Eric holds an undergraduate degree in environmental science from the University of Dundee, and a Masters in anthropology, environment and development from University College London (UCL). After finishing his Masters, Eric worked as a co-editor for the Centre for the Anthropology of Sustainability (CAoS) research group at UCL.
Bringing together his interdisciplinary past within the DurhamArctic programme, his research will examine the cultural enframing of extractive resources as they force the demolition and redevelopment of the town of Kiruna in Swedish Lappland. Drawing on the synthesis of political and social ecologies deployed by the study of resource materialities, Eric’s research focuses primarily on the multiple temporal and agential relations emergent upon the human/resource frontier. During the course of this first year with DurhamArctic, Eric’s research has developed a conceptual space that incorporates hauntology, solastalgia and the dissolution of the material/immaterial binary to interrogate the redevelopment of Kiruna, Sweden.
As of January 2020, Eric has held a Visiting Research position at Gothenburg University’s School of Global Studies (SGS), where he is currently undertaking his placement.
--- Click here to see Eric Boyd's Placement Completion Report ---
Romain is a PhD student at Durham Law School. His thesis focuses on the interaction between Indigenous rights and international environmental law. As part of his doctoral research, Romain focuses on environmental impact assessments in the Arctic. Romain holds a master’s degree in Polar Law from the University of Akureyri (Iceland), and he is interested in everything polar-related. In addition to his DurhamARCTIC project, Romain has published several articles in Arctic-specific journals on Arctic governance and Indigenous rights, and he recently co-guest edited a special issue of Polar Record (Cambridge University Press) on "International Law for Sustainability in Arctic Resource Development".
Christian’s current research looks at British exploration, travel and tourism in the Arctic in the late nineteenth and early twentieth centuries, particularly representations of modernity and landscape. His work focuses on how the Arctic was imagined as an empty space in European travel writing, as well as relationships between travellers and indigenous peoples in the Arctic. By taking an interdisciplinary approach, drawing on both historical and literary sources, Christian’s research considers the significance of enduring imaginative geographies of the Arctic. Through a close reading of a range of texts, he hopes to show how understanding historical colonial relationships in the region illuminates contemporary postcolonial issues.
Before joining the DurhamARCTIC PhD programme, Christian studied for a BA in History at the University of York, followed by an MA in History at University College London (SSEES). His previous research also looked at histories of travel and exploration, particularly mountaineering.
Arctic sea ice is melting, and shipping traffic is increasing, raising challenges not just for risk mitigation and the management of marine traffic, but also for how we understand mobility in icy waters. My research examines sea ice mobilities in the Arctic waters of the Bering Sea by taking three perspectives that engage with (i) the mobility of space, (ii) the mobility of human and non-human entities in space, and (iii) mobility as experienced by those around mobile spaces from positions of relative stability.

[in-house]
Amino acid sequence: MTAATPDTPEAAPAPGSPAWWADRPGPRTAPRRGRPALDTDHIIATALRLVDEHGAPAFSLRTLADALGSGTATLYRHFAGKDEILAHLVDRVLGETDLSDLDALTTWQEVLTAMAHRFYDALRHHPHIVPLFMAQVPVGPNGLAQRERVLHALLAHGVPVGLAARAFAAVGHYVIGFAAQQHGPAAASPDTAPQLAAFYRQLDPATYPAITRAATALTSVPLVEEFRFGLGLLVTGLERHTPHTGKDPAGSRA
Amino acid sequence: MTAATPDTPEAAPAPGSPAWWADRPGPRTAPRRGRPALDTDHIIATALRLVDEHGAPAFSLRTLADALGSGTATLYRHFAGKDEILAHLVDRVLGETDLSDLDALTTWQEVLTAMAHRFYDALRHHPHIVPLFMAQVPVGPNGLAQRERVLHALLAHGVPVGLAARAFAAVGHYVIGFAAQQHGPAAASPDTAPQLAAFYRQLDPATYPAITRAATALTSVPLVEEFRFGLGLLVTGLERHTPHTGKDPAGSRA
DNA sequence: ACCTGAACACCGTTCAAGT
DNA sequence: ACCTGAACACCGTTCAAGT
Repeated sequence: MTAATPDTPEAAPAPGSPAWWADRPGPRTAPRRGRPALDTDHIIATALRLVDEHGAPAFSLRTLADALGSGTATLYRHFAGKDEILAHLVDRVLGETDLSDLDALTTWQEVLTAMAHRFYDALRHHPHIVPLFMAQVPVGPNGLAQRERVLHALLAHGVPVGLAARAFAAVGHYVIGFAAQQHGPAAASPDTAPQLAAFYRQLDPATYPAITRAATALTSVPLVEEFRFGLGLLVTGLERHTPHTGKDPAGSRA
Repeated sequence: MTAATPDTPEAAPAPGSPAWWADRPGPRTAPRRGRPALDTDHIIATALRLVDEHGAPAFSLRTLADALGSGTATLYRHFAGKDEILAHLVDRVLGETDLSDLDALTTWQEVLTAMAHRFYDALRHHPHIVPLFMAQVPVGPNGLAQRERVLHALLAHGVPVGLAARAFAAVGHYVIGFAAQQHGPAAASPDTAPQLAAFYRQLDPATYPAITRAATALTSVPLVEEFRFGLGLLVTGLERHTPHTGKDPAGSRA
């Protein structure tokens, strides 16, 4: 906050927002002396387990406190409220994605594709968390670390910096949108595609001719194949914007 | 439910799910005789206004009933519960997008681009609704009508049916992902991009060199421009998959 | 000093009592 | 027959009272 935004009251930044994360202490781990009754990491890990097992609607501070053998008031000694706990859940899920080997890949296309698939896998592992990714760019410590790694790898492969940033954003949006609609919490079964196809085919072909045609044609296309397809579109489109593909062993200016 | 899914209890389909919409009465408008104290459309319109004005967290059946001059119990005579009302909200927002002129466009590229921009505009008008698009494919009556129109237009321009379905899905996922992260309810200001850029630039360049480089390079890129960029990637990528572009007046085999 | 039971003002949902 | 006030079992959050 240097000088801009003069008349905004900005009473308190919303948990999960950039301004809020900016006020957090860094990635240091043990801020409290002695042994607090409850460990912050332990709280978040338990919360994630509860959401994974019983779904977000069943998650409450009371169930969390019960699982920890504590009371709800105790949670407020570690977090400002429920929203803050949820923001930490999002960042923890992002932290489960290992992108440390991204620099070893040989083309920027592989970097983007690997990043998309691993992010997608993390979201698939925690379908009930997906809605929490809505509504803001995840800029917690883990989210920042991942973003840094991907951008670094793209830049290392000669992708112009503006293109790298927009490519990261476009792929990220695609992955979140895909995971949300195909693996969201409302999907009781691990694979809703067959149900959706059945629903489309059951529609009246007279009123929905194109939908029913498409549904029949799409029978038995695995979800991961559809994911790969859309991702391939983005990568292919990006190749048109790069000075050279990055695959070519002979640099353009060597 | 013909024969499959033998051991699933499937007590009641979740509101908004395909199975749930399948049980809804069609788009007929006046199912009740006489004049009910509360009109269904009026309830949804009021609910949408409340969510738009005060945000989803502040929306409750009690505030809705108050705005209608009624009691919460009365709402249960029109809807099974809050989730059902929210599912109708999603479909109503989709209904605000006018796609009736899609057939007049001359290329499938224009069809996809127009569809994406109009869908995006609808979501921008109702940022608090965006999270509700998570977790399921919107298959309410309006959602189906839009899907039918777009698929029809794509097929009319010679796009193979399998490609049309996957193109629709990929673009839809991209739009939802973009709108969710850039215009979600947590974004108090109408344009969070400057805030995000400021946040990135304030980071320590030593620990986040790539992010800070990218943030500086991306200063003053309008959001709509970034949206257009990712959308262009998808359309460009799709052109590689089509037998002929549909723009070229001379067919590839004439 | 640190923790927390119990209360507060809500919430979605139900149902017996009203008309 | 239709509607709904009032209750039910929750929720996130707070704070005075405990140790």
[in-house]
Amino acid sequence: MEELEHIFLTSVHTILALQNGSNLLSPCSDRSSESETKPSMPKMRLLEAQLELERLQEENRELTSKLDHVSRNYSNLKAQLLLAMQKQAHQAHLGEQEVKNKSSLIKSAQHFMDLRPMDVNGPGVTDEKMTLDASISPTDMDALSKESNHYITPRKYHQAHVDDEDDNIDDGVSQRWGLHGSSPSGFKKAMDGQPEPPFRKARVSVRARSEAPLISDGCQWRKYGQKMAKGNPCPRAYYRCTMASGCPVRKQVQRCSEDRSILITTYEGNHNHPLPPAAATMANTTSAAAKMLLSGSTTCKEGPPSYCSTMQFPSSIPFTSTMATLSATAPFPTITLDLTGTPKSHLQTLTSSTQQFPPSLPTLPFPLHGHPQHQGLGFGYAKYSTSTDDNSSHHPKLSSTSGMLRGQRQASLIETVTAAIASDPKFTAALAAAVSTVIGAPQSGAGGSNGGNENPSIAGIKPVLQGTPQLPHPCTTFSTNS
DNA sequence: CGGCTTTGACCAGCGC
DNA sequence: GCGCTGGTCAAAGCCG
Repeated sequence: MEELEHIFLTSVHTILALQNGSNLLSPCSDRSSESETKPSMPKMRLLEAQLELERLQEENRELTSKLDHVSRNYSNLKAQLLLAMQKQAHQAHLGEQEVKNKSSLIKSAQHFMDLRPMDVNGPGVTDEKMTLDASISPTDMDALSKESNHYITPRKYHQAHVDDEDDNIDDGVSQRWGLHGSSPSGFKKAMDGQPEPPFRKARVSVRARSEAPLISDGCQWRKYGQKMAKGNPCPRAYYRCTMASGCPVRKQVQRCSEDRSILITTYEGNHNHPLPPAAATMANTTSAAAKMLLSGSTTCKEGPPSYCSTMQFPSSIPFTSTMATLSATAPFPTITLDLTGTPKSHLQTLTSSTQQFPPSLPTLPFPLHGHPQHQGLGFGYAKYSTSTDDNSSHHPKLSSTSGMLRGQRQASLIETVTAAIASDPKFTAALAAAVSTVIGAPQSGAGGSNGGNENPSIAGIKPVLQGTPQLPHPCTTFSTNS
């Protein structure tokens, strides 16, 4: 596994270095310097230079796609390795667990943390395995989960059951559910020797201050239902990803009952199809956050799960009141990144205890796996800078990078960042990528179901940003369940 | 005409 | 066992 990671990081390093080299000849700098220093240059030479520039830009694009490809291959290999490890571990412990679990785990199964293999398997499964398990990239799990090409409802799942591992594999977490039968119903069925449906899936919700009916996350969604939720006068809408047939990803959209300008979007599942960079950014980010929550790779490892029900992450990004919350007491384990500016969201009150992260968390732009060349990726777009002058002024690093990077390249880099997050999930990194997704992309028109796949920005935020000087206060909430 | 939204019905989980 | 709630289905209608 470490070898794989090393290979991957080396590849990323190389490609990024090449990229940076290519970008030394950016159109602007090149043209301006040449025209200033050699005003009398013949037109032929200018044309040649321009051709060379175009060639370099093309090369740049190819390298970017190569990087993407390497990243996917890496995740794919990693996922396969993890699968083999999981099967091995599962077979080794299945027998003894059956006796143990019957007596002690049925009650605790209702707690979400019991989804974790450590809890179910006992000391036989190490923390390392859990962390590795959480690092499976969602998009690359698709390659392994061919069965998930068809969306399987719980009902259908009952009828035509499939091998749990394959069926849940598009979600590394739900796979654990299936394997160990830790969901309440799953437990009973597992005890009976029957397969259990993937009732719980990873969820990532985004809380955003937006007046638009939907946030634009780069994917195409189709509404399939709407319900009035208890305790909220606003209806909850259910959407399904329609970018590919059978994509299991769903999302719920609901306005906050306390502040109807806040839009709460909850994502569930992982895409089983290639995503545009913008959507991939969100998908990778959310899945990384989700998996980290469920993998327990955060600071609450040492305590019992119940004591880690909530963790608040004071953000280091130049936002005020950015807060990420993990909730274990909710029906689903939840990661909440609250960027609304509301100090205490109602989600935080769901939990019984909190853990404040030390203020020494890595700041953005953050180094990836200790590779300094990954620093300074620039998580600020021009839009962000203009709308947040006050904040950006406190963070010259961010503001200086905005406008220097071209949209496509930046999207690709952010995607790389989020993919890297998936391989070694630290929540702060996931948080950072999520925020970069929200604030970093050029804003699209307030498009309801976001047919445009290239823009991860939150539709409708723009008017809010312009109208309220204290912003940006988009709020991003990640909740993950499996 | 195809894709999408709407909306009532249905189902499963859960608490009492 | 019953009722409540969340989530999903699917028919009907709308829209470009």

Mobility research is at the heart of understanding how individual practices, specific knowledge, and the spatial practices of everyday life are embedded within broader mobilities of people, surfaces, volumes, power relations, geopolitics and culture. My research examines understandings of oceans as spaces interwoven with human agency in everyday life and engages with the changing materiality of oceans as dynamic and interactive volumes of water and ice. It thereby offers a new perspective on the intricate texture of mobility of, in and around the icy waters of the Bering Sea, revealing the ways in which different subjects, perspectives and ways of knowing intersect in complex ways to give insight into the entanglement of perception, cognition, movement and stasis that constitutes mobility.
Prior to starting my PhD, I studied Geography at Durham, followed by a two-year MSc in Geographical Information Management and Applications at the University of Utrecht (Netherlands). I have also worked for two years as a GIS consultant in Milan.
I graduated from the University of Birmingham with an MSci in Biological Sciences, specialising in ecology and climate change. For my 4th year project I researched the impact of elevated CO2 levels on invertebrate abundance at the new Free Air Carbon Enrichment (FACE) facility in Staffordshire with the Birmingham Institute of Forest Research (BIFoR).
My PhD will focus on the effect of climate change and natural enemies on the risk of non-native plant invasion in Arctic Norway. Strong warming effects taking place throughout the Arctic may mean that non-native plants are more likely to establish themselves in vulnerable Arctic habitats. I will assess this likelihood through modelling and field experiments, and will look into the herbivory and pathogen infection rates on both native and non-native plants to observe how these may change under warming temperatures.
In a rapidly warming Arctic, the abundance and distribution of many plant and animal species will undergo dramatic change. My research will investigate how this will affect communities living in the Arctic region. Before starting this program I worked in Scotland for the British Trust for Ornithology. I also studied Ecological Economics (MSc) at the University of Edinburgh.